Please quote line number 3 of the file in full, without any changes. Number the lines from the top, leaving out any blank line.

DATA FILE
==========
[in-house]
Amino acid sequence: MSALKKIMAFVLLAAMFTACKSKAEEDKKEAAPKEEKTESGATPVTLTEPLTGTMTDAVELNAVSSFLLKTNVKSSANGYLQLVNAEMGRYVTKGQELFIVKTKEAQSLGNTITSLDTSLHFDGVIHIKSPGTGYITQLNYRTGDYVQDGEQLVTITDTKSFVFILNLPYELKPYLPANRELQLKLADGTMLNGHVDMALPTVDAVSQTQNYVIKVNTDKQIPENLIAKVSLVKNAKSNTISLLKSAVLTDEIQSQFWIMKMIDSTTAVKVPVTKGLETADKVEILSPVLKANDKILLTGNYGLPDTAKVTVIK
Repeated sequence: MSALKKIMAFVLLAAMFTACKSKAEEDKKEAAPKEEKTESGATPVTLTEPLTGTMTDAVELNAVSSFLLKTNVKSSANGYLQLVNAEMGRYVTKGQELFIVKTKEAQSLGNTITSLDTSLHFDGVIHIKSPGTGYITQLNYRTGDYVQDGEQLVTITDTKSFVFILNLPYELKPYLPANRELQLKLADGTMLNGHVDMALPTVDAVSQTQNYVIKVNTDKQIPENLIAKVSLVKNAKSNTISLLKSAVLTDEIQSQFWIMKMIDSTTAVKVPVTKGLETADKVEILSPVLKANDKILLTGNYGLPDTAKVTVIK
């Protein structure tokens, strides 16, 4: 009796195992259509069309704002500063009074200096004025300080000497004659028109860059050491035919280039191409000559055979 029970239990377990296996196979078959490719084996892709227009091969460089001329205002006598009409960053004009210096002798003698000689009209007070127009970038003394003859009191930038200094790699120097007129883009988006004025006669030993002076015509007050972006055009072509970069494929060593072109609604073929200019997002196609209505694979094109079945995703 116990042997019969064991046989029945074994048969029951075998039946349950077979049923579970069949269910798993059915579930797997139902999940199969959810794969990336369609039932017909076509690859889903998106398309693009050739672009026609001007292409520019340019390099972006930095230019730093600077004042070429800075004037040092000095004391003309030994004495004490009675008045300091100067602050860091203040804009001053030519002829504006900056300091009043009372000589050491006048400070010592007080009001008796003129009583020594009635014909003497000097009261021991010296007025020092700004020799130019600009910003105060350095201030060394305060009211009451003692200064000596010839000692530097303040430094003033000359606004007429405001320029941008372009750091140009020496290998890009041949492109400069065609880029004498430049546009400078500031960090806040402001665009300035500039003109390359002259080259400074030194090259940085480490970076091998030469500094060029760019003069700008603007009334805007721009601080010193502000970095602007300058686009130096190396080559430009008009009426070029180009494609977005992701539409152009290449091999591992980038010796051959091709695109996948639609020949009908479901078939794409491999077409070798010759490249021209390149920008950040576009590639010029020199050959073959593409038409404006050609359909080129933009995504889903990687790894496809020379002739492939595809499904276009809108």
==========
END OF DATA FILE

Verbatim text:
Repeated sequence: MSALKKIMAFVLLAAMFTACKSKAEEDKKEAAPKEEKTESGATPVTLTEPLTGTMTDAVELNAVSSFLLKTNVKSSANGYLQLVNAEMGRYVTKGQELFIVKTKEAQSLGNTITSLDTSLHFDGVIHIKSPGTGYITQLNYRTGDYVQDGEQLVTITDTKSFVFILNLPYELKPYLPANRELQLKLADGTMLNGHVDMALPTVDAVSQTQNYVIKVNTDKQIPENLIAKVSLVKNAKSNTISLLKSAVLTDEIQSQFWIMKMIDSTTAVKVPVTKGLETADKVEILSPVLKANDKILLTGNYGLPDTAKVTVIK